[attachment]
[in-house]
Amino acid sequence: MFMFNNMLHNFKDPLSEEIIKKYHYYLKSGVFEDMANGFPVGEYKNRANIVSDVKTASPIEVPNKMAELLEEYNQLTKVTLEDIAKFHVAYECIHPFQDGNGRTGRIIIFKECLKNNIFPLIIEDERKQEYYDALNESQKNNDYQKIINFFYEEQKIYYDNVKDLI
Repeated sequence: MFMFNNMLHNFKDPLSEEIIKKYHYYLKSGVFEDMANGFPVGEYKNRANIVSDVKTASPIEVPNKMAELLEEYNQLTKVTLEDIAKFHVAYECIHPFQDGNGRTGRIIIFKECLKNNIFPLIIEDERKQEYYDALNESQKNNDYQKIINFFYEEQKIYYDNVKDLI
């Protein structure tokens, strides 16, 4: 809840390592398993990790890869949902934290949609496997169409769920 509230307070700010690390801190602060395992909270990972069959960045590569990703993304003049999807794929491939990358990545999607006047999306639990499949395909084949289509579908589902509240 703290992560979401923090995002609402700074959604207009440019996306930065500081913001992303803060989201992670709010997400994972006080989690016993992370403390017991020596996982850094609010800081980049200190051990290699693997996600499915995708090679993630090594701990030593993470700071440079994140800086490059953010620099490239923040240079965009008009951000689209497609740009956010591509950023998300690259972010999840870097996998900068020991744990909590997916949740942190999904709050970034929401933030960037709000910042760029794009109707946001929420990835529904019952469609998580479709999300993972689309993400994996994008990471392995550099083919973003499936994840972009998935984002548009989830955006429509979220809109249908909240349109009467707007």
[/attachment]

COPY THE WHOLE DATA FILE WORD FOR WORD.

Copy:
[in-house]
Amino acid sequence: MFMFNNMLHNFKDPLSEEIIKKYHYYLKSGVFEDMANGFPVGEYKNRANIVSDVKTASPIEVPNKMAELLEEYNQLTKVTLEDIAKFHVAYECIHPFQDGNGRTGRIIIFKECLKNNIFPLIIEDERKQEYYDALNESQKNNDYQKIINFFYEEQKIYYDNVKDLI
Repeated sequence: MFMFNNMLHNFKDPLSEEIIKKYHYYLKSGVFEDMANGFPVGEYKNRANIVSDVKTASPIEVPNKMAELLEEYNQLTKVTLEDIAKFHVAYECIHPFQDGNGRTGRIIIFKECLKNNIFPLIIEDERKQEYYDALNESQKNNDYQKIINFFYEEQKIYYDNVKDLI
């Protein structure tokens, strides 16, 4: 809840390592398993990790890869949902934290949609496997169409769920 509230307070700010690390801190602060395992909270990972069959960045590569990703993304003049999807794929491939990358990545999607006047999306639990499949395909084949289509579908589902509240 703290992560979401923090995002609402700074959604207009440019996306930065500081913001992303803060989201992670709010997400994972006080989690016993992370403390017991020596996982850094609010800081980049200190051990290699693997996600499915995708090679993630090594701990030593993470700071440079994140800086490059953010620099490239923040240079965009008009951000689209497609740009956010591509950023998300690259972010999840870097996998900068020991744990909590997916949740942190999904709050970034929401933030960037709000910042760029794009109707946001929420990835529904019952469609998580479709999300993972689309993400994996994008990471392995550099083919973003499936994840972009998935984002548009989830955006429509979220809109249908909240349109009467707007």